Eyelids still drooping, I stumble my way over to my closet. Arranged neatly inside is my formal clothing (a single sea-green dress, layered with blue netting), my pajamas (six pairs of fleece-pants with soft shirts of each color-red, orange, yellow, green, blue, purple, and gray-for each day of the week), and my clothes for everyday wear (jeans and t-shirts with the same colors as the pajamas). I strip out of my pajamas and replace them with a fresh pair of jeans and a blue t-shirt, to celebrate Thursday.
After clumsily brushing my teeth for exactly two minutes, I jog downstairs, being greeted with the scent of pancakes. It was one of the reasons why I looked forward to Thursdays; I just loved the warm, sweet smell they had.
My mother and I eat for exactly thirty minutes, keeping silent because talking while eating breakfast is not allowed. The pancakes really aren't that bad, considering that they used to be frozen. Every week, the food delivery people drive to everyone's houses, handing out the food for each week. The amount of food we get is based off of our age and weight.
The bell signals that breakfast time is up, and that it's time for me to head to school. I jump up and place my plate gently down into the sink, where I'll wash it in the evening. Mother nods at me-her way of saying good-bye. I wave without much enthusiasm.
We're not really encouraged to care for each other. It's better, honestly. It's better that we aren't close now, so it'll be easier for the future, when I'll go off, get paired, and move in with somebody. In the future, I'll rarely ever see her again.
Footsteps slap on the sidewalk. Tap. Tap tap. Tap. There are people next to me, walking on the cement walkway. Each person has their own rhythm-some footsteps are fast, jumpy and excited. Others are slow, taking their time, reluctant to enter the day. I guess I'm a mix of both. Yes, I'm eager to get out of my awkward house, and yes, I don't want to be late to school. But at the same time, I really don't want to go. School is…uncomfortable. We all walk to school with our heads bowed the whole way, even after we reach our lockers, and even after we get to class. This is one of the many school rules we are made to follow. I'm fine with it, really, since being quiet is in my nature. But other kids have it harder. They're more outspoken. I can see the desperate looks in their eyes as they attempt to hold their tongues.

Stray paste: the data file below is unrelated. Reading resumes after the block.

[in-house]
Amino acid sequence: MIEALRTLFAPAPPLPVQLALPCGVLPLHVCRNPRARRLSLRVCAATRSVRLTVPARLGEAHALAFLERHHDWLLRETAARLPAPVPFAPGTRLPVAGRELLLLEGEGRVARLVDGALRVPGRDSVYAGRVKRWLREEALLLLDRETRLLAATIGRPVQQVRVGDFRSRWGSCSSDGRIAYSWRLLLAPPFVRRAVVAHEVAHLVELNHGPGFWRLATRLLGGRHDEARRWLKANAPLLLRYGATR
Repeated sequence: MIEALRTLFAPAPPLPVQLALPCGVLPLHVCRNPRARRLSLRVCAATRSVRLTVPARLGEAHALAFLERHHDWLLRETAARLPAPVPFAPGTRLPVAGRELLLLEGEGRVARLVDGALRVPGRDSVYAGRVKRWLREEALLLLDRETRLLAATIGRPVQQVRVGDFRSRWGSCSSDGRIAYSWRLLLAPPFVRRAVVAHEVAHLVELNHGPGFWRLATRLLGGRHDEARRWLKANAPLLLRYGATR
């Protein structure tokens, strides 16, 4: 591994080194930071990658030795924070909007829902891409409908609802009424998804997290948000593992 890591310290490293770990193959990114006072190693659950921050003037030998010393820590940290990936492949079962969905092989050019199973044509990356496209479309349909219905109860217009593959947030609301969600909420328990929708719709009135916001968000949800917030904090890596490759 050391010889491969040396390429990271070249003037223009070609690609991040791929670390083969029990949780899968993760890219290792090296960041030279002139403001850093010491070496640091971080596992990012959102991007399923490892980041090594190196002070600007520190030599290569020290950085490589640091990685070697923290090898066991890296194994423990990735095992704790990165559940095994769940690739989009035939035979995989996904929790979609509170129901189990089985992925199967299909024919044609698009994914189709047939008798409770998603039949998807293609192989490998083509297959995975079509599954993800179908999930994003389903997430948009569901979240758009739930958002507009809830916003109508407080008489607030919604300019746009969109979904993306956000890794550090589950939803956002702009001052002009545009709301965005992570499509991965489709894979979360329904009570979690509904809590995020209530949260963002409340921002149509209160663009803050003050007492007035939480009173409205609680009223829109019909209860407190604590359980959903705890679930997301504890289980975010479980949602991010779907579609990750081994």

Of course, I can also tell people's personalities from the two hours of socializing we get after school. School ends at 3 o'clock, and we're allowed to head off to the youth center from then, until five. Well, we're more than just "allowed" to go. We're made to.
The youth center is filled with "fun" approved games, like chess or crossword puzzles. There are a hundred books there-each one approved, since we shouldn't be reading anything with bad influence like they did in the old days. I've read each book at least three times, and memorized my favorites' bindings. Most of them are non-fiction, but they keep a few fiction novels to remind us of the danger of the old days, and indirectly, how much we've improved. Although I'm supposed to see them as warnings, they're actually kind of…beautiful, if you think about it.
My fingers tighten around a few strands of hair and I start absentmindedly twisting and pulling on it. School passes and eventually I find myself at the youth center. Kids are chattering and laughing, like nothing is wrong. I sit up against a wall, doing Sudoku problems on a pad where my crossed legs intersect. As I'm in the middle of writing a four, Isabelle comes up to me, a nervous grin spread across her face.
"Hey, Ava," Isabelle greets me. Her smile seems forced. My hand jerks at her voice, making the bottom of the 4, the end of it, stick out of its box. It looks so awkward, all thin and lanky, that I erase and rewrite it. But underneath, there's still a small indentation, the last piece of visible proof that the four had ever existed.
"Hey," I reply, trying to act nonchalant. There was a warm, sinking feeling inside of me, like something was burning in my stomach. I thought about saying something friendly, but she spoke before I could conjure up a greeting.